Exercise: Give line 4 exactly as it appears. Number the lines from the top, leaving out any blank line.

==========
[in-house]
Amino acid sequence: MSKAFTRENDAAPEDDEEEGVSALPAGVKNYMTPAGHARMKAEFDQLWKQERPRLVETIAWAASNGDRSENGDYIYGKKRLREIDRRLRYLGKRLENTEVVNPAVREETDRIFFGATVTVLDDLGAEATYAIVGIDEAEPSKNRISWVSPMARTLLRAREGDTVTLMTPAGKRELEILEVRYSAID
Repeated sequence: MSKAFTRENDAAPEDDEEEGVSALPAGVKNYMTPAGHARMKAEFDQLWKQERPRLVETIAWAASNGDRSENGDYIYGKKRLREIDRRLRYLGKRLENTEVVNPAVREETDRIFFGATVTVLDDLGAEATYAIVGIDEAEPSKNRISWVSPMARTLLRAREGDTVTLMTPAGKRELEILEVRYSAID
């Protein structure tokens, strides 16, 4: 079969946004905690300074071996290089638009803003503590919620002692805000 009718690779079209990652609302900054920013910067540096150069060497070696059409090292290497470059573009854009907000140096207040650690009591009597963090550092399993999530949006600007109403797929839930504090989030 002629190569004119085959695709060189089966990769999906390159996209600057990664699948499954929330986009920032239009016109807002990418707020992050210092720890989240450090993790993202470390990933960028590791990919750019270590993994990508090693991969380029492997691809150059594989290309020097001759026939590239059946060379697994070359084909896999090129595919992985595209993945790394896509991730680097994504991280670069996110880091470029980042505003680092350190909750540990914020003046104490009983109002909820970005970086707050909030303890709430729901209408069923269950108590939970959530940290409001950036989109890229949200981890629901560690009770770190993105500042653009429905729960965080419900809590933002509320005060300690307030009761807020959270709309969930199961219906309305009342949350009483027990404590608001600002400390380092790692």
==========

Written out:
């Protein structure tokens, strides 16, 4: 079969946004905690300074071996290089638009803003503590919620002692805000 009718690779079209990652609302900054920013910067540096150069060497070696059409090292290497470059573009854009907000140096207040650690009591009597963090550092399993999530949006600007109403797929839930504090989030 002629190569004119085959695709060189089966990769999906390159996209600057990664699948499954929330986009920032239009016109807002990418707020992050210092720890989240450090993790993202470390990933960028590791990919750019270590993994990508090693991969380029492997691809150059594989290309020097001759026939590239059946060379697994070359084909896999090129595919992985595209993945790394896509991730680097994504991280670069996110880091470029980042505003680092350190909750540990914020003046104490009983109002909820970005970086707050909030303890709430729901209408069923269950108590939970959530940290409001950036989109890229949200981890629901560690009770770190993105500042653009429905729960965080419900809590933002509320005060300690307030009761807020959270709309969930199961219906309305009342949350009483027990404590608001600002400390380092790692």